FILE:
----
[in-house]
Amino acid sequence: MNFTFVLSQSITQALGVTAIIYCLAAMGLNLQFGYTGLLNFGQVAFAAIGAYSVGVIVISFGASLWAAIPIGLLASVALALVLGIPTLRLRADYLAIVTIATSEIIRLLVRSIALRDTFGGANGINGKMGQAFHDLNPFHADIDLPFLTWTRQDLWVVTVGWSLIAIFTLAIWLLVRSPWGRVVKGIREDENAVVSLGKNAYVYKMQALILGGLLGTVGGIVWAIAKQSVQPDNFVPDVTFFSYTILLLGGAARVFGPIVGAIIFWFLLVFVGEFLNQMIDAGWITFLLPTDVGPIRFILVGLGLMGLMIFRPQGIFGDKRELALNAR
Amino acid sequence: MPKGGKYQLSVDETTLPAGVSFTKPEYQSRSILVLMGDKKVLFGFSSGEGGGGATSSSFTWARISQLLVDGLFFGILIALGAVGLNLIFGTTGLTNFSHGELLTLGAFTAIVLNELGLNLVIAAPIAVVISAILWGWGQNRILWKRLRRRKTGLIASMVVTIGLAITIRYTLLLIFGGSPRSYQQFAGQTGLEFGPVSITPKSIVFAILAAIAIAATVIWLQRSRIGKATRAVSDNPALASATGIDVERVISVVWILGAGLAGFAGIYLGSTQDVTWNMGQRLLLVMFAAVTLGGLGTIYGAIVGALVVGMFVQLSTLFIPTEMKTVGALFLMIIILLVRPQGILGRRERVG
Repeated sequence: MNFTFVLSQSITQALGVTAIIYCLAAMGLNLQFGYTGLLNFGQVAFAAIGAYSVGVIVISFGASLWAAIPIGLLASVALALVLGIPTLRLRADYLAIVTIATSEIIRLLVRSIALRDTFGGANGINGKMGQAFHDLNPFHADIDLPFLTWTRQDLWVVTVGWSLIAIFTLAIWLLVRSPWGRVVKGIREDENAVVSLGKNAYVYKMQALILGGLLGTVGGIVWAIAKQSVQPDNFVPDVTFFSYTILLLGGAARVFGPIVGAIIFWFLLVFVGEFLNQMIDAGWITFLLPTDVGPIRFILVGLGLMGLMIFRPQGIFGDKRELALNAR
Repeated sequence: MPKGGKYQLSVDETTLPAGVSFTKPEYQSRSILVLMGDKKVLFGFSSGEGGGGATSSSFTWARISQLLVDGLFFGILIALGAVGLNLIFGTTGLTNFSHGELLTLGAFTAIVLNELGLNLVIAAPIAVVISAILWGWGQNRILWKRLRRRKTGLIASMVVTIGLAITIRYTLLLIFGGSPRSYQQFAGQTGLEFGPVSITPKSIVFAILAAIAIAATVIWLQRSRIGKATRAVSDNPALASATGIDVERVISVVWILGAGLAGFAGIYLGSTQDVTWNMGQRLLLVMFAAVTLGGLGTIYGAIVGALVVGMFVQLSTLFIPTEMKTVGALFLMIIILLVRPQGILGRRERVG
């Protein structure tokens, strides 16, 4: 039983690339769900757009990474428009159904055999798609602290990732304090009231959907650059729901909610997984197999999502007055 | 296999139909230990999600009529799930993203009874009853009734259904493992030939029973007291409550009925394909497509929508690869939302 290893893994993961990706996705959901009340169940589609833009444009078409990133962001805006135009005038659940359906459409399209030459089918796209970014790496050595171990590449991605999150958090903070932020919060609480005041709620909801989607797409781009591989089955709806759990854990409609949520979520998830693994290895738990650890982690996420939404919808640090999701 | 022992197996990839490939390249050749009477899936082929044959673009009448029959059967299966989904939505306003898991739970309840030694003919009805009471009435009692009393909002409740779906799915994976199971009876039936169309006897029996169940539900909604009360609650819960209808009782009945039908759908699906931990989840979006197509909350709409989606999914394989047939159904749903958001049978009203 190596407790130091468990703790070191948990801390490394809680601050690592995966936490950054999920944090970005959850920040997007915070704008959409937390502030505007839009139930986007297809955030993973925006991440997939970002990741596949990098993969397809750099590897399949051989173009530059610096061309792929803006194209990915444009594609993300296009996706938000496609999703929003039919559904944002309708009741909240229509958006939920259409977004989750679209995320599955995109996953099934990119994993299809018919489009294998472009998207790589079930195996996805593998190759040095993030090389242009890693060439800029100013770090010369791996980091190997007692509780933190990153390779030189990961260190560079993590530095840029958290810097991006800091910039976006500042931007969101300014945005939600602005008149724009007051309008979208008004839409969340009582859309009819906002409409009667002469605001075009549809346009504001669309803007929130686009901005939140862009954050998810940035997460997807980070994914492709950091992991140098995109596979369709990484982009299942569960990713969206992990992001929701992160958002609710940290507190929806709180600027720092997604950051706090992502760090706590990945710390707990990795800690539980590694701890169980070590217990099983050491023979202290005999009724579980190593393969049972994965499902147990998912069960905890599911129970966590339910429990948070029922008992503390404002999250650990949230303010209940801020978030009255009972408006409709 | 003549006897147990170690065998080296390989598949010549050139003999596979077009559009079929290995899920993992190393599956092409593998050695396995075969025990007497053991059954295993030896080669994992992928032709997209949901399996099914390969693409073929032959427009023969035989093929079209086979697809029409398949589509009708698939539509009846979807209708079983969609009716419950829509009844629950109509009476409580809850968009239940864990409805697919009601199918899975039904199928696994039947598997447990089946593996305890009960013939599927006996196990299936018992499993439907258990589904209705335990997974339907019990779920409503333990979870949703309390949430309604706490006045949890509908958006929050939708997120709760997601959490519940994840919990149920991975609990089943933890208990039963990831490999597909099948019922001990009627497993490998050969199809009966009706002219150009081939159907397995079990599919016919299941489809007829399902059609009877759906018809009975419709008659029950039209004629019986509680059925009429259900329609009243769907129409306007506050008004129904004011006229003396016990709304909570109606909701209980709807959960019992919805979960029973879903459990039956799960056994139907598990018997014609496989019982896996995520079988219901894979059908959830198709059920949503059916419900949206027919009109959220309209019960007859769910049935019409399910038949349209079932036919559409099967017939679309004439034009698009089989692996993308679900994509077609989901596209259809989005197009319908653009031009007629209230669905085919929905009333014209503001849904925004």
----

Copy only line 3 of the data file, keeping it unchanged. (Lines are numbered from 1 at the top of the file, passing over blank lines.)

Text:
Amino acid sequence: MPKGGKYQLSVDETTLPAGVSFTKPEYQSRSILVLMGDKKVLFGFSSGEGGGGATSSSFTWARISQLLVDGLFFGILIALGAVGLNLIFGTTGLTNFSHGELLTLGAFTAIVLNELGLNLVIAAPIAVVISAILWGWGQNRILWKRLRRRKTGLIASMVVTIGLAITIRYTLLLIFGGSPRSYQQFAGQTGLEFGPVSITPKSIVFAILAAIAIAATVIWLQRSRIGKATRAVSDNPALASATGIDVERVISVVWILGAGLAGFAGIYLGSTQDVTWNMGQRLLLVMFAAVTLGGLGTIYGAIVGALVVGMFVQLSTLFIPTEMKTVGALFLMIIILLVRPQGILGRRERVG